Microbial community profiling shows dysbiosis in the lesional skin of Vitiligo subjects.
Ganju P, Nagpal S, Mohammed MH, Nishal Kumar P, Pandey R, Natarajan VT, Mande SS, Gokhale RS
Sci Rep. Jan 2016. doi: 10.1038/srep18761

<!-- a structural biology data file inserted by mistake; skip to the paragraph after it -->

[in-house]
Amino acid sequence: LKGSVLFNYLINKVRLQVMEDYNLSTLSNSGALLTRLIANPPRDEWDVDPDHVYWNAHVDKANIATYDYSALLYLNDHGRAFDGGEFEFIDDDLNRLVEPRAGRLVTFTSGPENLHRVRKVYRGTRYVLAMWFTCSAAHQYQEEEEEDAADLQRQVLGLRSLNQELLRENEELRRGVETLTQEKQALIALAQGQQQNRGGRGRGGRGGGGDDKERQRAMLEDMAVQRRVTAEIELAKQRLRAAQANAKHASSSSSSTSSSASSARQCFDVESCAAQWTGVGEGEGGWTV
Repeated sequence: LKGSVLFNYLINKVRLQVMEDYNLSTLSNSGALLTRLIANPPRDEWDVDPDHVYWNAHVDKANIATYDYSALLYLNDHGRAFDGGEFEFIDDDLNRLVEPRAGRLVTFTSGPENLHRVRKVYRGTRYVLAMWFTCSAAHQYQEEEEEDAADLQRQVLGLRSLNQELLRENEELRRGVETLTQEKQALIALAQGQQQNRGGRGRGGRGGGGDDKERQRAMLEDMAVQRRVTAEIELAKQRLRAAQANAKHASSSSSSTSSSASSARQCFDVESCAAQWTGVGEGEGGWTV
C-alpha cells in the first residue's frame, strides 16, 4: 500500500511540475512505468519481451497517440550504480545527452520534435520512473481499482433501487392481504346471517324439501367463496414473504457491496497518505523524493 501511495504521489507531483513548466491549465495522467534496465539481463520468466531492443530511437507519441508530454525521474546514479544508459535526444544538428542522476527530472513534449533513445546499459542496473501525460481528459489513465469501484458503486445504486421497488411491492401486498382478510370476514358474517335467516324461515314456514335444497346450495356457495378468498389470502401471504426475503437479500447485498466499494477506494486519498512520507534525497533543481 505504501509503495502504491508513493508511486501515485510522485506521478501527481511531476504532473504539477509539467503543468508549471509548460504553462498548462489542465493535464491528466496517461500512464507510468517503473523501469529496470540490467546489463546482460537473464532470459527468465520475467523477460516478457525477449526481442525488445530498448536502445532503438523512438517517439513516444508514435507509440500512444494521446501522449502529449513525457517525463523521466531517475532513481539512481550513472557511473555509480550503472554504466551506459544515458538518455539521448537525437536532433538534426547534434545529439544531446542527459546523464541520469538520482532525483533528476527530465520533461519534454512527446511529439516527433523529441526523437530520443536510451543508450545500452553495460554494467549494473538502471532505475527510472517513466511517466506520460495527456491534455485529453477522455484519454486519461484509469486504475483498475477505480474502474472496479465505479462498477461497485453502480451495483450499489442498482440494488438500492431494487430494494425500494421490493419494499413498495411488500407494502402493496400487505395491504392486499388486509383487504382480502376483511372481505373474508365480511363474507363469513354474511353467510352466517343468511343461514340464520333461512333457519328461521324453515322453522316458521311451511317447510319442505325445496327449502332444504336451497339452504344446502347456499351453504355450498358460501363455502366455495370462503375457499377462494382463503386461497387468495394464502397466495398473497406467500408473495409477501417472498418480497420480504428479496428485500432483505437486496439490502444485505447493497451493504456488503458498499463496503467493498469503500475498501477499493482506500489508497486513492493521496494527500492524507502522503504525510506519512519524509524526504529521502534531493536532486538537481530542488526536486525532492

Healthy human skin harbours a diverse array of microbes that comprise the skin microbiome. Commensal bacteria constitute an important component of resident microbiome and are intricately linked to skin health. Recent studies describe an association between altered skin microbial community and epidemiology of diseases, like psoriasis, atopic dermatitis etc. In this study, we compare the differences in bacterial community of lesional and non-lesional skin of vitiligo subjects. Our study reveals dysbiosis in the diversity of microbial community structure in lesional skin of vitiligo subjects. Although individual specific signature is dominant over the vitiligo-specific microbiota, a clear decrease in taxonomic richness and evenness can be noted in lesional patches. Investigation of community specific correlation networks reveals distinctive pattern of interactions between resident bacterial populations of the two sites (lesional and non-lesional). While Actinobacterial species constitute the central regulatory nodes (w.r.t. degree of interaction) in non-lesional skin, species belonging to Firmicutes dominate on lesional sites. We propose that the changes in taxonomic characteristics of vitiligo lesions, as revealed by our study, could play a crucial role in altering the maintenance and severity of disease. Future studies would elucidate mechanistic relevance of these microbial dynamics that can provide new avenues for therapeutic interventions.